Many Americans are concerned about pharma’s influence throughout the healthcare industry and the implications such influence may have on drug costs. Here are 5 things to know about trends in public concern about pharma's reach.
Many Americans are concerned about pharma’s growing influence throughout the healthcare industry and the implications this may have over drug prices.
Here are 5 things to know about trends in public concern about pharma's reach:
1. New database tracks pharma’s donations to patient advocacy groups
Recently, Kaiser Health News (KHN) released a database that logged 12,000 donations from large, publicly traded drug manufacturers to patient advocacy groups in 2015. The data show that pharmaceutical companies gave at least $116 million to advocacy groups in 2015 alone.
The database, called “Pre$cription for Power,” included the 20 pharmaceutical companies listed in the Standard and Poor 500, of which 14 were transparent to some degree about giving money to patient groups. The same 14 companies reported only about $63 million in lobbying activities for the same period. Though the data only explored a piece of the pharmaceutical industry’s giving overall, it will be expanded with more companies and groups over time, says KHN.
2. Under new tax law, pharma received breaks but raised drug prices
A new report from Democratic Senator Cory Booker’s staff investigated how pharmaceutical companies spent their savings from tax reform. Though shareholders are seeing an increase in buybacks and dividends, the report notes that patients won’t see an immediate relief on their expenses.
Five US drug companies implemented share buybacks totaling $45 billion before or shortly after US lawmakers passed tax reform. In a group of those drug makers and 5 other United States-based companies, none reduced prices in response to the law; however, some did announce increases in research and development, employee pay, or charitable contributions.
The senator’s team that compiled the report said it will be “important to monitor” the pharmaceutical companies as they “continue to make decisions regarding how to allocate their savings.”
3. Industry group spent millions to help control drug pricing message
According to tax disclosures from 2016, the pharmaceutical industry’s biggest trade group, the Pharmaceutical Research and Manufacturers of America (PhRMA), raised revenue by almost one-fourth and spent the millions it collected among hundreds of lobbyists, politicians, and patient groups.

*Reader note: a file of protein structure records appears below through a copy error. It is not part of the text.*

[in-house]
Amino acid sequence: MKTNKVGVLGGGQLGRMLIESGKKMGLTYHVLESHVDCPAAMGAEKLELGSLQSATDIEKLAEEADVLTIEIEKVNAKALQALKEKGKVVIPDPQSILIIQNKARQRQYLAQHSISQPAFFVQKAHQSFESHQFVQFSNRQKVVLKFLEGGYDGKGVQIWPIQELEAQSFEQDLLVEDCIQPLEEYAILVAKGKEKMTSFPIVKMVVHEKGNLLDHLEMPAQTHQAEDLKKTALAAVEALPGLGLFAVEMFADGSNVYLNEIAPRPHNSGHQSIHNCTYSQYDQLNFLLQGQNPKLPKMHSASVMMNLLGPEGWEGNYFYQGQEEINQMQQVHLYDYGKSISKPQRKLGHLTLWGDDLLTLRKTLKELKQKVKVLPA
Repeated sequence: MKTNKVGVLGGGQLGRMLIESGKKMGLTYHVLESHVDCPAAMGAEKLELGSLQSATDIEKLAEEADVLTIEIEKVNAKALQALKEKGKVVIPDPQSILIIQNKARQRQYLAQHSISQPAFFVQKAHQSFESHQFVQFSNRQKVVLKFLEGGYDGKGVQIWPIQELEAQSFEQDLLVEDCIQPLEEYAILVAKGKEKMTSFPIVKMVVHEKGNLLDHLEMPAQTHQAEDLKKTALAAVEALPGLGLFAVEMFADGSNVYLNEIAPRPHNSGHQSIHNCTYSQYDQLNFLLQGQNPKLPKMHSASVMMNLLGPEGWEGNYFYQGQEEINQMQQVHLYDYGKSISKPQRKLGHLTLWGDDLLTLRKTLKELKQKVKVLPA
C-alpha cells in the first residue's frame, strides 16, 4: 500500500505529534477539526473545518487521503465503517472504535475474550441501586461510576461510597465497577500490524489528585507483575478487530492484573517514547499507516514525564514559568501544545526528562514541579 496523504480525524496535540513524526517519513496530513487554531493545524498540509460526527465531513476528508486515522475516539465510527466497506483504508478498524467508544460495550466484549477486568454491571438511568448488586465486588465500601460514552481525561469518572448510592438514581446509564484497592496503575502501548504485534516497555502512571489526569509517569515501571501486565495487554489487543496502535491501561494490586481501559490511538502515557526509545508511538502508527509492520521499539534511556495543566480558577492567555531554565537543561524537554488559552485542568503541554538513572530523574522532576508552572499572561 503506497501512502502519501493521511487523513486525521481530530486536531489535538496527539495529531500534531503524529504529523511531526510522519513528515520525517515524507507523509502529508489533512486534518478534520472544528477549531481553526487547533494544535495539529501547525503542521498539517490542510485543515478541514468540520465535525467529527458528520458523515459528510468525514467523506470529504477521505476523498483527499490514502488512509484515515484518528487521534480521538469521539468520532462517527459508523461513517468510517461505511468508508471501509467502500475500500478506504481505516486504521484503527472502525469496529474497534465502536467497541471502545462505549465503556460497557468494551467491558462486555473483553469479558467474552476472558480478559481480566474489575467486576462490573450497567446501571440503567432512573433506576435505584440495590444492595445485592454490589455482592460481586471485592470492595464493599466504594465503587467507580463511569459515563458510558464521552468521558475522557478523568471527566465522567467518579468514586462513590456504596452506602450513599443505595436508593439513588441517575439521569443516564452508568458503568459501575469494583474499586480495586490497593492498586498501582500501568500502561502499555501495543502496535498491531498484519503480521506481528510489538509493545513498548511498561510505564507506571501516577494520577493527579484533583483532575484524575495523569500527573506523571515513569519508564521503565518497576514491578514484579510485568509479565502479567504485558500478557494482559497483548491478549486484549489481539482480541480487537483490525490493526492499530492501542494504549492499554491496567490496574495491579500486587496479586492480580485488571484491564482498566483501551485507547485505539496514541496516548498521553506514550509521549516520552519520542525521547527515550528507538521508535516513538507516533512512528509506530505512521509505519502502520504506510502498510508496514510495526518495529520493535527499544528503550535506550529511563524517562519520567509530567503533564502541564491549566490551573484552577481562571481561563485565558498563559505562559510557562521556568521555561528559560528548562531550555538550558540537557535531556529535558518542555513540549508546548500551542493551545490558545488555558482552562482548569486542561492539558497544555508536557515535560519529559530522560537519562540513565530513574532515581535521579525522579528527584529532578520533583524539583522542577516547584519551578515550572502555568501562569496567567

This increased spending in 2016 coincided with a flurry of bad publicity about high drug prices after several previously inexpensive drugs became extremely costly. In response, PhRMA spent $7 million in 2016 to prepare its “Go Boldly” campaign, which shows patients and researchers united in the fight against diseases including heart disease, cancer, and Alzheimer disease.
Some of the largest donations PhRMA gave were received by organizations representing patient groups whose members require high-cost drugs. In fact, PhRMA spent more than $2 million on groups such as the Autoimmune Related Disease Association, the American Lung Association, the Lupus Foundation of America, and the Juvenile Diabetes Research Foundation.
4. AAM addressed relationships with patient groups in its new code of ethics
The Association for Accessible Medicines (AAM) released a new code of ethics for its member companies that specifies companies should not only respect the autonomy of patient organizations but ensure that support for the organizations in the form of grants or charitable contributions is not conditional on the promotion of a specific medicine.
The code incorporates goals and criteria ensuring its members continue to maintain ethical relationships with healthcare professionals and provide objective and accurate information about their medicines.
5. A survey of patient groups revealed some improvements in pharma’s reputation
The organization PatientView recently released the 7th edition of its Corporate Reputation of Pharma report that explored the views of 1330 patient groups worldwide on the reputation of the pharmaceutical industry. Overall, 43% of patient groups that responded to the survey believed that the pharmaceutical industry had an “excellent” or “good” corporate reputation in 2017, compared with 38% in the year prior.
However, patients’ view of pharma was more negative in several other key aspects. For example, 57% of patient groups saw pharma as “excellent” or “good” at producing high-quality producs, a figure that was down from 64% in 2016. Notably, the most recent data show the lowest-reported percentage of groups who believed in pharma’s ability to manufacture high-quality products since 2011.